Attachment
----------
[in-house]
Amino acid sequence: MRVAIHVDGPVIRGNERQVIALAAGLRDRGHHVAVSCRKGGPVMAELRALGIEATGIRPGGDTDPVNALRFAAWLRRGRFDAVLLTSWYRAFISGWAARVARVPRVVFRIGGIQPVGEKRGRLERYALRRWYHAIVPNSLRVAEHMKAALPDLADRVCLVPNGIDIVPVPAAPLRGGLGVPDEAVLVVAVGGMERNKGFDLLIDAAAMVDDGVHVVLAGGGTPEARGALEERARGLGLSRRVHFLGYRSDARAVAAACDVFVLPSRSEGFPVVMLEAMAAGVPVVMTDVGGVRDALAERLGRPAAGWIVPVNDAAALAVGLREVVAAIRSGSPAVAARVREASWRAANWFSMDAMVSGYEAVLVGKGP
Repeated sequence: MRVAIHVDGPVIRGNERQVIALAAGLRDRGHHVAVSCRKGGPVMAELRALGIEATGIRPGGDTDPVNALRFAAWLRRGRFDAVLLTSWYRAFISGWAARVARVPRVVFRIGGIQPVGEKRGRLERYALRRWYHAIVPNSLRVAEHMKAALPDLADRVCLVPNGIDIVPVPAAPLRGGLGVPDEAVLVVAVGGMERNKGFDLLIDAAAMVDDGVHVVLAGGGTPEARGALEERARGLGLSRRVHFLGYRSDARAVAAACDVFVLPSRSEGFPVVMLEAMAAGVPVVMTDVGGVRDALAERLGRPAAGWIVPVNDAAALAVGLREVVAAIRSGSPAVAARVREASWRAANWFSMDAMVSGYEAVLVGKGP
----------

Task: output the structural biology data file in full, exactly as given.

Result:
[in-house]
Amino acid sequence: MRVAIHVDGPVIRGNERQVIALAAGLRDRGHHVAVSCRKGGPVMAELRALGIEATGIRPGGDTDPVNALRFAAWLRRGRFDAVLLTSWYRAFISGWAARVARVPRVVFRIGGIQPVGEKRGRLERYALRRWYHAIVPNSLRVAEHMKAALPDLADRVCLVPNGIDIVPVPAAPLRGGLGVPDEAVLVVAVGGMERNKGFDLLIDAAAMVDDGVHVVLAGGGTPEARGALEERARGLGLSRRVHFLGYRSDARAVAAACDVFVLPSRSEGFPVVMLEAMAAGVPVVMTDVGGVRDALAERLGRPAAGWIVPVNDAAALAVGLREVVAAIRSGSPAVAARVREASWRAANWFSMDAMVSGYEAVLVGKGP
Repeated sequence: MRVAIHVDGPVIRGNERQVIALAAGLRDRGHHVAVSCRKGGPVMAELRALGIEATGIRPGGDTDPVNALRFAAWLRRGRFDAVLLTSWYRAFISGWAARVARVPRVVFRIGGIQPVGEKRGRLERYALRRWYHAIVPNSLRVAEHMKAALPDLADRVCLVPNGIDIVPVPAAPLRGGLGVPDEAVLVVAVGGMERNKGFDLLIDAAAMVDDGVHVVLAGGGTPEARGALEERARGLGLSRRVHFLGYRSDARAVAAACDVFVLPSRSEGFPVVMLEAMAAGVPVVMTDVGGVRDALAERLGRPAAGWIVPVNDAAALAVGLREVVAAIRSGSPAVAARVREASWRAANWFSMDAMVSGYEAVLVGKGP